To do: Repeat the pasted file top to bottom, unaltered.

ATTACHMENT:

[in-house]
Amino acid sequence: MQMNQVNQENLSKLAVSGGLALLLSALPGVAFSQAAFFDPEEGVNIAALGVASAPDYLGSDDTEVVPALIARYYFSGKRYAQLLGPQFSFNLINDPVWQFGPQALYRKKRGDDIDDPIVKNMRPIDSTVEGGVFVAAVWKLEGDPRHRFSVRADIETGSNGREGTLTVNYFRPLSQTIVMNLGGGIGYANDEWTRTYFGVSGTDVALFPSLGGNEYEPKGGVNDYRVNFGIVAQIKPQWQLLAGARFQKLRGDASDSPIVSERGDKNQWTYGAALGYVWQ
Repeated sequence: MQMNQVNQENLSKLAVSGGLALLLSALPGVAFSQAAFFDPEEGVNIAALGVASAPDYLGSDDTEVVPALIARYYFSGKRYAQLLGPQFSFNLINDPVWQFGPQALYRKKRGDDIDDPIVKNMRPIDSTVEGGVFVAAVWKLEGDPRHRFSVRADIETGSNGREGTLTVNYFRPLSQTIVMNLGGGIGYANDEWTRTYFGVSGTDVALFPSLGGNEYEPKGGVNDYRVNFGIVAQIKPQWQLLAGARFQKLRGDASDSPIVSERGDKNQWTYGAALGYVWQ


[in-house]
Amino acid sequence: MQMNQVNQENLSKLAVSGGLALLLSALPGVAFSQAAFFDPEEGVNIAALGVASAPDYLGSDDTEVVPALIARYYFSGKRYAQLLGPQFSFNLINDPVWQFGPQALYRKKRGDDIDDPIVKNMRPIDSTVEGGVFVAAVWKLEGDPRHRFSVRADIETGSNGREGTLTVNYFRPLSQTIVMNLGGGIGYANDEWTRTYFGVSGTDVALFPSLGGNEYEPKGGVNDYRVNFGIVAQIKPQWQLLAGARFQKLRGDASDSPIVSERGDKNQWTYGAALGYVWQ
Repeated sequence: MQMNQVNQENLSKLAVSGGLALLLSALPGVAFSQAAFFDPEEGVNIAALGVASAPDYLGSDDTEVVPALIARYYFSGKRYAQLLGPQFSFNLINDPVWQFGPQALYRKKRGDDIDDPIVKNMRPIDSTVEGGVFVAAVWKLEGDPRHRFSVRADIETGSNGREGTLTVNYFRPLSQTIVMNLGGGIGYANDEWTRTYFGVSGTDVALFPSLGGNEYEPKGGVNDYRVNFGIVAQIKPQWQLLAGARFQKLRGDASDSPIVSERGDKNQWTYGAALGYVWQ